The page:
An­guish over mys­tery death

Kentish Express Ashford & District - - News -

LOUISE Ben­nett ended up weigh­ing just four and a half stone as her ill­ness and dis­tress dragged on.

Ash­ford mag­is­trates heard that she had rapidly changed from be­ing a bright, out­go­ing girl to be­com­ing un­well with an un­di­ag­nosed con­di­tion.

Steve Tar­leton, for Elaine Ben­nett, said: “This is an ex­tremely sad story.

“In a rel­a­tively short pe­riod of time Louise changed from a bright young girl to some­one quite clearly very un­well who be­haved very oddly. She changed al­most overnight.”

He said her school, High­worth Gram­mar School in Ash­ford, also be­came con­cerned and brain scans and tests could not give a proper di­ag­no­sis.

As her health de­te­ri­o­rated she was cared for at a res­i­den­tial unit called The Rise in Suf­folk, but ab­sconded and re­turned home in Oc­to­ber 2005.

Mr Tar­leton said: “She was in a highly dis­tressed state, weighed four and a half stone and re­ported bul­ly­ing and abuse of a sex­ual na­ture.”

The court heard a preg­nancy test was taken and Kent County Coun­cil’s so­cial ser­vices got in­volved, with so­cial worker Lisa Hutchin­son as­signed to the case.

But re­la­tions be­tween the fam­ily and the depart­ment broke down as Louise was put un­der one-to-one su­per­vi­sion as an al­ter­na­tive to re­turn­ing to The Rise.

This meant that she could not go any­where without be­ing ac­com­pa­nied by a par­ent, but this cur­tailed her so­cial life and her par­ents’ life. She dis­ap­peared af­ter go­ing swim­ming off Folke­stone on June 29, 2006.

An air and sea search was launched af­ter she was re­ported miss­ing and her body was washed up that night near the Ro­tunda Amuse­ment Park. She had drowned.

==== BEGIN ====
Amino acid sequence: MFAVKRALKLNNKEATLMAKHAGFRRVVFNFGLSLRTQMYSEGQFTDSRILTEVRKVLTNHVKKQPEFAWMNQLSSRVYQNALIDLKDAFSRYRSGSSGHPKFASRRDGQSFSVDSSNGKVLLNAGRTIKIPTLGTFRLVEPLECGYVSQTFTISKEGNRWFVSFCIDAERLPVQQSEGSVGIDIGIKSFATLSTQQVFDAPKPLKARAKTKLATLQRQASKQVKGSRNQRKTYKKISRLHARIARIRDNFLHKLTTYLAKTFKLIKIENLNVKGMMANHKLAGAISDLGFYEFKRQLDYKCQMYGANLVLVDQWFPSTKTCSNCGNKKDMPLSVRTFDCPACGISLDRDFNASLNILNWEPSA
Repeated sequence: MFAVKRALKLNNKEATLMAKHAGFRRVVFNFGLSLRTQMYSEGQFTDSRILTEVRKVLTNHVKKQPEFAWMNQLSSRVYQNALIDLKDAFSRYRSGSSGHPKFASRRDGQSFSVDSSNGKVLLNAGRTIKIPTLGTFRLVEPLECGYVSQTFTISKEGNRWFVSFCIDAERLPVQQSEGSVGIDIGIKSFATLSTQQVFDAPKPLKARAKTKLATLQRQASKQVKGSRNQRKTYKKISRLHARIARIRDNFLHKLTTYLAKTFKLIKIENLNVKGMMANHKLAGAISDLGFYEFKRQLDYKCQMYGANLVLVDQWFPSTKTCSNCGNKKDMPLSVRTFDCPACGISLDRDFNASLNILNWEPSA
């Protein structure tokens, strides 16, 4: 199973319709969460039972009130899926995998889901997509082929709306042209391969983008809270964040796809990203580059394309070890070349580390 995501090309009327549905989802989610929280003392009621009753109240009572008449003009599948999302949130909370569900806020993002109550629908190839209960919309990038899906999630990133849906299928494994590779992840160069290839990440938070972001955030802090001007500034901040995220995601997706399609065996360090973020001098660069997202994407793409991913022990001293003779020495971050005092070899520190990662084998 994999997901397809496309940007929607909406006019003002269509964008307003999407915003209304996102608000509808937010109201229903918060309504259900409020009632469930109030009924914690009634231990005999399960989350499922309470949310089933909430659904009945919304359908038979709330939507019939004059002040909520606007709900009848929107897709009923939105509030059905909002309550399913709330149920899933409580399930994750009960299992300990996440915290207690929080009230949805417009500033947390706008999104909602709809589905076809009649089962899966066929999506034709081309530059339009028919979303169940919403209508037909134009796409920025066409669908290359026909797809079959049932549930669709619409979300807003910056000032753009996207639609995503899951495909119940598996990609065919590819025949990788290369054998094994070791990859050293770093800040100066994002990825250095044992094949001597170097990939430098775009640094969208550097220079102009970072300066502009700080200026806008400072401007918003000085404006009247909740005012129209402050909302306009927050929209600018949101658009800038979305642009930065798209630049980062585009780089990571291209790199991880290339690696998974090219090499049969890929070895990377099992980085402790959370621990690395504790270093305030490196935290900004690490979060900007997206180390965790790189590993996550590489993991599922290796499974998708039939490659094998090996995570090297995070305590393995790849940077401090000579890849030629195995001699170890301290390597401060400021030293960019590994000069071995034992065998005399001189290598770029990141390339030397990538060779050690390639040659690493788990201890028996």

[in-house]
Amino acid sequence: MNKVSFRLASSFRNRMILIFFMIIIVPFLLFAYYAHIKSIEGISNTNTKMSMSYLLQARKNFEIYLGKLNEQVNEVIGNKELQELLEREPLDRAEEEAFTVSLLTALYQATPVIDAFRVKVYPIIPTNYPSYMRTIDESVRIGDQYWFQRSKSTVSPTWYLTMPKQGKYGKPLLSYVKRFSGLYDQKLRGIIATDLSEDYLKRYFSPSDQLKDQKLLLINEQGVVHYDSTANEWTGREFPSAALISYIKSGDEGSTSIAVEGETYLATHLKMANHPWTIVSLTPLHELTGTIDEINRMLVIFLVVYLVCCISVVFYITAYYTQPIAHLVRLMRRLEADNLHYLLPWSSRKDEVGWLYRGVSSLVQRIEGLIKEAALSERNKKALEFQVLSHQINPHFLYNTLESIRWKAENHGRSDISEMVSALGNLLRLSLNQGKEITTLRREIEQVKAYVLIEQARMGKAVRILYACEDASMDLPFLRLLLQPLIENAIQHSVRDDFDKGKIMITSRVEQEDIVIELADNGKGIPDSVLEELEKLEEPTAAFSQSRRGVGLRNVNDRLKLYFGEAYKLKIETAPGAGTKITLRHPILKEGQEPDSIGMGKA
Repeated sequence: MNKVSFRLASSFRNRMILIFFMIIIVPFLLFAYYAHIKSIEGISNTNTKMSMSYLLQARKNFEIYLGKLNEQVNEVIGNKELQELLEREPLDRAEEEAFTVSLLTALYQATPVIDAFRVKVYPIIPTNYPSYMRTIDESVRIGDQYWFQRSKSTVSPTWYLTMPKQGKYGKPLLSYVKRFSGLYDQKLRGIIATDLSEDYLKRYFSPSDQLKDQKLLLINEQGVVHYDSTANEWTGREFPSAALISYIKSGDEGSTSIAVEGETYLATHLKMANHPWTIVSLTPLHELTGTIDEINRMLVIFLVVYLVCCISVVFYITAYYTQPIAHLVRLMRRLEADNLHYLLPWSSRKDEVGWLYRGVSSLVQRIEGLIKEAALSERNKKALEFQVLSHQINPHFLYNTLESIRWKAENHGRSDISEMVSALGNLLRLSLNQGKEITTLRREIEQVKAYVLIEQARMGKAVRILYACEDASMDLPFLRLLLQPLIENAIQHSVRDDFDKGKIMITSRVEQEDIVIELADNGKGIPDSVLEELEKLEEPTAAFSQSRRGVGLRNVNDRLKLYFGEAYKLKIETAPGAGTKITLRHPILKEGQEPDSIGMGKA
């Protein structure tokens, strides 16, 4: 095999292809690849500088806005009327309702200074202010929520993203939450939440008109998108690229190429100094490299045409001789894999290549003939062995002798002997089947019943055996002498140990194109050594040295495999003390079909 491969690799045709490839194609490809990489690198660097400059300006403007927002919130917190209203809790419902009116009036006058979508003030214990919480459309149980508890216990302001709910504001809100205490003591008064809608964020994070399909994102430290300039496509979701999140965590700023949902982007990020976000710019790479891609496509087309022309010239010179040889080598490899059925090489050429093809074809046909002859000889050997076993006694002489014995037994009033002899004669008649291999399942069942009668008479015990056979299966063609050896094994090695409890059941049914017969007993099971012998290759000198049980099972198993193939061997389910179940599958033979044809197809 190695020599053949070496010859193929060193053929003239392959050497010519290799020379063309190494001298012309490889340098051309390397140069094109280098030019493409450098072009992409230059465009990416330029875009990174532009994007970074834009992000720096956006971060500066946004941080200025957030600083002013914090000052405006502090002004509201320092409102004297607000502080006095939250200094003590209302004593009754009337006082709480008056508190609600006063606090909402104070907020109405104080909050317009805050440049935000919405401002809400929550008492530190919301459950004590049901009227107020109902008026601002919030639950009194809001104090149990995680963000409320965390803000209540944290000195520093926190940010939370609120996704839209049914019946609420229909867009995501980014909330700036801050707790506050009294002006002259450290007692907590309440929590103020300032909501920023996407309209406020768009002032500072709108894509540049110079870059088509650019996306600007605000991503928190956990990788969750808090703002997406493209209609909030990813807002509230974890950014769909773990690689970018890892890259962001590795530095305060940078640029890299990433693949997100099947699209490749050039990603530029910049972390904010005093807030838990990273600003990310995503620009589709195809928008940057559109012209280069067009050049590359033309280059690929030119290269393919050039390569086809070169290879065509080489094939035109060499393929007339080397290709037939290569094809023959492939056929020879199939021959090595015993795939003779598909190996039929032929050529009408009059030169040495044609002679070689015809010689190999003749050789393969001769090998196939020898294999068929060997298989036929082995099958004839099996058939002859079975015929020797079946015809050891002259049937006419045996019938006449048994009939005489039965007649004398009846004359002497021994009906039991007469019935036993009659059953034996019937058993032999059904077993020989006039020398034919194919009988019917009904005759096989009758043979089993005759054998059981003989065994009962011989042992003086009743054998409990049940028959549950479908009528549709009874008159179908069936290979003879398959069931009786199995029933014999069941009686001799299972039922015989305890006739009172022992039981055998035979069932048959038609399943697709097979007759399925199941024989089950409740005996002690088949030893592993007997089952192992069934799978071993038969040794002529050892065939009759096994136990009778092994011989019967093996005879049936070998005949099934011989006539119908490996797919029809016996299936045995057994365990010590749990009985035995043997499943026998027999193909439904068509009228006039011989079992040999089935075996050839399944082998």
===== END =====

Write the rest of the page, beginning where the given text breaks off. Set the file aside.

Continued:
The fam­ily said Louise had ex­pressed in­ten­tions to com­mit sui­cide but the in­quest re­turned an open ver­dict be­cause no ev­i­dence con­firmed that.

Mr Tar­leton added: “The Ben­netts be­lieve that she was so mis­er­able by rea­son of the one-to-one that she took her own life. But there was no sui­cide note or any­thing to nail that be­lief.

“The par­ents have strug­gled to get to the bot­tom of what hap­pened, not just the me­chan­ics of the death but the med­i­cal con­di­tion she had. It has still not been es­tab­lished and her body is still in the William Har­vey Hospi­tal mor­tu­ary where tests are on­go­ing.”

Mr Tar­leton said the fam­ily be­lieved it was the de­ci­sion to im­pose the one to one on Louise that re­sulted in her choos­ing to take her own life and Mrs Hutchin­son had be­come the pub­lic face of that de­ci­sion.

The court heard the de­ci­sion would have had to come from Mrs Hutchin­son’s bosses, rather than her­self, but it led to Ben­nett chan­nelling her up­set, dis­tress and anger to­wards her.

He said that Ben­nett had also com­mit­ted the of­fence through grow­ing frus­tra­tion af­ter she was un­able to get an­swers or sat­is­fac­tory re­sults from of­fi­cial­dom, even af­ter go­ing to the po­lice.

He said that Ben­nett had also done it, not to dis­tress Mrs Hutchin­son, but to get her­self into a fo­rum where she could air her plight.

Mr Tar­leton said: “That was un­founded. She got her­self into a sit­u­a­tion that doesn’t progress the mat­ter.”

Louise Ben­nett, 16. Her fam­ily still have unan­swered ques­tions fol­low­ing her death

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